When we were first acquired, we were not taking long lunches and coffee breaks. We were committed to help this Pink project out and show our stuff. But when our best ideas were knocked down over and over and it began to dawn on us that we were not going to have any real affect on the product, we gave up. We began counting down to the 2 year point so we could get our retention bonuses and get out.
I am sorry you had to witness that amazing group behave so poorly. Trust me, they were (and still are) the best group of people ever assembled to fight the cellular battle. But when the leaders are all incompetent, we just wanted out.
I guess we need another ThinkWeek paper on how to successfully acquire companies, too. Between this and aQuantive, we only excel at taking the financial boon of Windows and Office and giving it over to leadership that totally blows it down the drain like an odds-challenged drunk in Vegas. And the shareholders continue to suffer in silence. And the drunks are looking for their next cash infusion.
Dude, Where's Ray? You see more and more yearning for the days of BillG at the helm, perhaps because at least he was an uber geek that could drill your team's presentation like nobody's business and understand what your team was doing. And occasionally get enthralled by technology choices that would confound your average user (WinFS). Ray was supposed to serve as a replacement architect at Microsoft's technical helm, yet his impact seems to be superficial (and pretty disparaged if you chat with any leader in the company). Here's a snippet of a great comment about Ray and his impact at Microsoft:
The problem is, Ray doesn't see himself as the "Chief Software Architect" of the company. He sees himself as the "Chief Visionary Officer" (to borrow someone's phrase from early comments). He sees his job as being the person who regularly kicks "old" Microsoft in the butt to wake them up to whats going on in the world.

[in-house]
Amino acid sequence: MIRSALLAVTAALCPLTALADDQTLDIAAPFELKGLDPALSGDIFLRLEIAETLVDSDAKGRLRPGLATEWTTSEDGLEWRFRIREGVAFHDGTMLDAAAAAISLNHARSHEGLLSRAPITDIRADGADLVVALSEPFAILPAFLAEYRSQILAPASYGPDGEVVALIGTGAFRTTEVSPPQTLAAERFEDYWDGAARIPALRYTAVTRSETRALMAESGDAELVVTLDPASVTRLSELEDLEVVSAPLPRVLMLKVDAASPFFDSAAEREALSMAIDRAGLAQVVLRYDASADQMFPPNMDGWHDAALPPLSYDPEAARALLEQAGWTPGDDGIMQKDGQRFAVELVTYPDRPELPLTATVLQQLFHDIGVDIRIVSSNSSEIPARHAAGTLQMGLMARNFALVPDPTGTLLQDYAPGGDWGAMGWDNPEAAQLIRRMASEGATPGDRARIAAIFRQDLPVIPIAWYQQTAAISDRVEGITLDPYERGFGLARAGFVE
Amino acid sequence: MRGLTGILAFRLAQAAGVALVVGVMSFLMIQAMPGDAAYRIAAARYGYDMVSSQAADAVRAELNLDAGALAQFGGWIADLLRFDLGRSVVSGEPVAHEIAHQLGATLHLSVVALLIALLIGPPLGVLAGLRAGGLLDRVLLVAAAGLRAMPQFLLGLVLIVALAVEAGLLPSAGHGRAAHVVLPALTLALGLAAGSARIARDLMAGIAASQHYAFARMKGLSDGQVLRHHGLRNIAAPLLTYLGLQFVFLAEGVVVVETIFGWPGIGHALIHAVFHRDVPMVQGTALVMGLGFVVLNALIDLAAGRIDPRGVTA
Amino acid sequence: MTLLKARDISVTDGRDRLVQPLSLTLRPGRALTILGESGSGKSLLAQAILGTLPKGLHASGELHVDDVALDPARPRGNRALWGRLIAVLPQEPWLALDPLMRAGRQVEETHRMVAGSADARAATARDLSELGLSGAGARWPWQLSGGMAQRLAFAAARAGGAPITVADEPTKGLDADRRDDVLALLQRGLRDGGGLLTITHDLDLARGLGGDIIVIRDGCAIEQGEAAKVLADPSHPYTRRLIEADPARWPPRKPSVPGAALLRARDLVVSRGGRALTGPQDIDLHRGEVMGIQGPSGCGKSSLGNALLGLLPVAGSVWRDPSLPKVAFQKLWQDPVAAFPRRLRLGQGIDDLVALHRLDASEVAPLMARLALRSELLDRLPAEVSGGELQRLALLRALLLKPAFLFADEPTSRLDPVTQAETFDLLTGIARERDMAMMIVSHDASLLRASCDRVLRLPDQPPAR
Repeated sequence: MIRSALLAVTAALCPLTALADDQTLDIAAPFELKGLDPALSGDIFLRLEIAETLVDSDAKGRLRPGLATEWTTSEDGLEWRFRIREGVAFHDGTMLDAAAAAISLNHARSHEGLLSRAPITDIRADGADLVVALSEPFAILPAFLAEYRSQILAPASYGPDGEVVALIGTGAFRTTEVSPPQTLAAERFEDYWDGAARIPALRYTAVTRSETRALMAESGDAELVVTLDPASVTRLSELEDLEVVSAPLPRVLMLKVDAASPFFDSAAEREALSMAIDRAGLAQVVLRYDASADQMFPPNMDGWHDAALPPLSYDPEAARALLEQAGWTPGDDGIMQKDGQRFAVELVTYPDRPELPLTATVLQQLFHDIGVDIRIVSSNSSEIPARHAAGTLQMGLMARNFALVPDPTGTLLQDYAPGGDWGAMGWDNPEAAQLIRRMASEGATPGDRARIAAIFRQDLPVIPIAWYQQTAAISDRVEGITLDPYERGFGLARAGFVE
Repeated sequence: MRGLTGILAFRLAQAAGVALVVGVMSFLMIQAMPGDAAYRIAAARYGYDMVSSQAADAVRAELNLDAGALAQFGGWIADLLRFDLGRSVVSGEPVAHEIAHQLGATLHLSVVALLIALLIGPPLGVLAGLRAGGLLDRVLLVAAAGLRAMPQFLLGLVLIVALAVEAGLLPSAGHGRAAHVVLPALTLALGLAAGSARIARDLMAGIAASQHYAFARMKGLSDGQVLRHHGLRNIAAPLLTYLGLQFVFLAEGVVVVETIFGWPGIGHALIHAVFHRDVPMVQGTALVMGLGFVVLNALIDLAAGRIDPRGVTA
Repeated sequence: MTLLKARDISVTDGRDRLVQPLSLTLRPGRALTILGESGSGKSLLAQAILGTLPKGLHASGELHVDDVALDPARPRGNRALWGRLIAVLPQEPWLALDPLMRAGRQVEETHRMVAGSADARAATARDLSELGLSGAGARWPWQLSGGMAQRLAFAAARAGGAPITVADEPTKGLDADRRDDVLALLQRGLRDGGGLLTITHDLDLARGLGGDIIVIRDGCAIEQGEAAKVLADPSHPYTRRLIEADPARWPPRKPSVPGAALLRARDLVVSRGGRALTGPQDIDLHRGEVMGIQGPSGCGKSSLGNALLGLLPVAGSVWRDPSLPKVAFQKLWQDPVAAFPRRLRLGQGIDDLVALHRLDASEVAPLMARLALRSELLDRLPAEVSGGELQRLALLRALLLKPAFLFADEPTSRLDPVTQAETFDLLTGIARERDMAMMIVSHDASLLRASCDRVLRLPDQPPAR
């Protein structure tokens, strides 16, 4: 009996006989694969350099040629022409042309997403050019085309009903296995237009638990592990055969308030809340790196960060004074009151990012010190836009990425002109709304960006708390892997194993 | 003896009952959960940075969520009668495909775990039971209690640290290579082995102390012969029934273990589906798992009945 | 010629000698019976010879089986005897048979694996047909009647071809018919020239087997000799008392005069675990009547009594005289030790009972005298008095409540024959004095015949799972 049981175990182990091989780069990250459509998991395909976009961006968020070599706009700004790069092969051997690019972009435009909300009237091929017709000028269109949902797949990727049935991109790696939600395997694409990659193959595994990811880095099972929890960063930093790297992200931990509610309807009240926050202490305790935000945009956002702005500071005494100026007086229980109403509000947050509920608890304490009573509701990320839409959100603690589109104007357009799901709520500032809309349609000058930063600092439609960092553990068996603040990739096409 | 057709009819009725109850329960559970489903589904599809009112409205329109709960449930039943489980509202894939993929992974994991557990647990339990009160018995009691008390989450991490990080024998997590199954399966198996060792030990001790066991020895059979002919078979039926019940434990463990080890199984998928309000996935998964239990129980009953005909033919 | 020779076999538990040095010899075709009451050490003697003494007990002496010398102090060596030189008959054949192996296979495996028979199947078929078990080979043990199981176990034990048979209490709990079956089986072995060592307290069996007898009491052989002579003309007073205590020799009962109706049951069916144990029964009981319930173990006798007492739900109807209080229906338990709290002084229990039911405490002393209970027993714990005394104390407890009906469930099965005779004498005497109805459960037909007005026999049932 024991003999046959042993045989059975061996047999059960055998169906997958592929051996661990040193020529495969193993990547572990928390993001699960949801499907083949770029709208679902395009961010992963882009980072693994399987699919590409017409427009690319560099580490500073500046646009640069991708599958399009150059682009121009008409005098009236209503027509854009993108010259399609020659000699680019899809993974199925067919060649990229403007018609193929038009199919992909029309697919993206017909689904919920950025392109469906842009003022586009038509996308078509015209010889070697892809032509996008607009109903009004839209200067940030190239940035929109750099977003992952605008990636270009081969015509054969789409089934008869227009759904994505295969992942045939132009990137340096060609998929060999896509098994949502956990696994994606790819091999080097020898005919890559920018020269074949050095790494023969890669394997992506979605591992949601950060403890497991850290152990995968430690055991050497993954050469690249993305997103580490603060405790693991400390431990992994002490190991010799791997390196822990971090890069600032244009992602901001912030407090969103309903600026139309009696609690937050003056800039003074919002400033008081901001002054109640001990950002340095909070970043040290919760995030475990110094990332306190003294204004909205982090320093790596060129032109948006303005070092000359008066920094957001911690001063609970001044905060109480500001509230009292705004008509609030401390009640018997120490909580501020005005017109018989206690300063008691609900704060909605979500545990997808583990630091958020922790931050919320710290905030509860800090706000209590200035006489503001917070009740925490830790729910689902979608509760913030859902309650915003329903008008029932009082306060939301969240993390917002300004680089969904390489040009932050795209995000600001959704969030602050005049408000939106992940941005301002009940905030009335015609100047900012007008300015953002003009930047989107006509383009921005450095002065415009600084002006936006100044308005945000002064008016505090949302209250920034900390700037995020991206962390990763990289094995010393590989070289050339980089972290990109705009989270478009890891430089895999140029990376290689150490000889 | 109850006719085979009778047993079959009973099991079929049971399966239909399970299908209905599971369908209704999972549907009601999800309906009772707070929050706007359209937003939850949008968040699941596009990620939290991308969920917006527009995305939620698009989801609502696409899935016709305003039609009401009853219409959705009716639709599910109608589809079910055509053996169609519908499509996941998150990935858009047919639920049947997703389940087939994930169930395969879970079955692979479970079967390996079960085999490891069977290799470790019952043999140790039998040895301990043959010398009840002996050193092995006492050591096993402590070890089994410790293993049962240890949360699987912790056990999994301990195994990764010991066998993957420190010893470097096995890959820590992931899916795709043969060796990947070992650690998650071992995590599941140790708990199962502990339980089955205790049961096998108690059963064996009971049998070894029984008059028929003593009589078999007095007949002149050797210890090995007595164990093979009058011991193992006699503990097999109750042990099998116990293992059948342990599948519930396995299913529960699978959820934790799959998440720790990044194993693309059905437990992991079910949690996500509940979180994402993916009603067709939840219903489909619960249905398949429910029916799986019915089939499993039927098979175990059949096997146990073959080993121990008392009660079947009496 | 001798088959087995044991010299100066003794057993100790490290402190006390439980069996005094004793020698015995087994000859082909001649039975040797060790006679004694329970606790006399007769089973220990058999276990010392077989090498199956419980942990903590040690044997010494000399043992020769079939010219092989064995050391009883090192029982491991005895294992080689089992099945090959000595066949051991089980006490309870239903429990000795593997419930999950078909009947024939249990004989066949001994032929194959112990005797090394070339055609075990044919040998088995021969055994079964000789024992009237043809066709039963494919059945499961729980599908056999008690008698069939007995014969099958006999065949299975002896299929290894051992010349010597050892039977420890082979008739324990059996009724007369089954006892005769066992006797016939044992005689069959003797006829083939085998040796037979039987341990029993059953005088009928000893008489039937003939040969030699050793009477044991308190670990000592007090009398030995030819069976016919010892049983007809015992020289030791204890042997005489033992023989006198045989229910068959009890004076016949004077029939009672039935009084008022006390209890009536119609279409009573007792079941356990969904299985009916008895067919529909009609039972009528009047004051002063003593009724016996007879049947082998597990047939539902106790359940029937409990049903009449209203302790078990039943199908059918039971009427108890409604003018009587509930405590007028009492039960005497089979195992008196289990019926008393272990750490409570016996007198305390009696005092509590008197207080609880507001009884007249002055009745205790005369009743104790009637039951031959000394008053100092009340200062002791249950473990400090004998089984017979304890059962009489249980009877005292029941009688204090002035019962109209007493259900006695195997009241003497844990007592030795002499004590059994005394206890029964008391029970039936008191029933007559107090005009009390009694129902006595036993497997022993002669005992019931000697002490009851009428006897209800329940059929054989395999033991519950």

All of his behavior lines up with this: His correcting of Ballmer (in public!); His team's building Mesh, an expensive, buzz-generating, science-project app beloved by those who know about it, but irrelevant to those who don't (which is 99+% of the planet); More recently, his team's building of Docs.com -- another expensive, buzz-generating app that has no business model and no path to ever having one (if you need an indication of how pointless an exercise docs.com is, just look at the visitor trends for it since launch: http://trends.google.com/websites?q=docs.com).
Meanwhile, Ozzie has made enemies of most of the leaders of the actual products that pay for his "Labs". He's made no secret of the fact that he thinks that Windows is run terribly, or that Office is dead technology. Behind closed doors, he is openly dispariging of Microsoft development practices and Microsoft technology. His efforts to build product display a stunning lack of a caring about how much things cost to run, or whether they will ever make money. To my knowledge, he doesn't care in the slightest about the enterprise businesses at the company.
Dude, Where's My Job? Folks have been talking about ongoing stealth layoffs and the impending July FY11 layoffs reacting to teams with reduced budgets. I've scanned some various HR calendars and found some interesting appointments more around next week vs. this week, but the layoff rumors have spilled over beyond here and into TechFlash: Microsoft pruning more jobs. A follow-up by Ms. Mary-Jo Foley: More Microsoft job cuts coming ZDNet. So I'd expect more news next week than this week, but one commenter has noted:
Layoffs confirmed for tomorrow. I see long meetings booked by HR-types in Lincoln Square and RedWest-C. Didn't go through all the calendars for you main-campus types.
If Microsoft is doing this to appear fiscally responsible, they really can't tell just this half of the story. The other half of the story is the number of contingent staff positions, which if you open up Headtrax for yourself to investigate be prepared to tell Elizabeth you're coming to join her, because it about gave me a mild heart-attack.
If you learn anything, please comment regarding the group and the size of the hit and any impression about the folks impacted (e.g., 10%'ers, long-term employees, etc).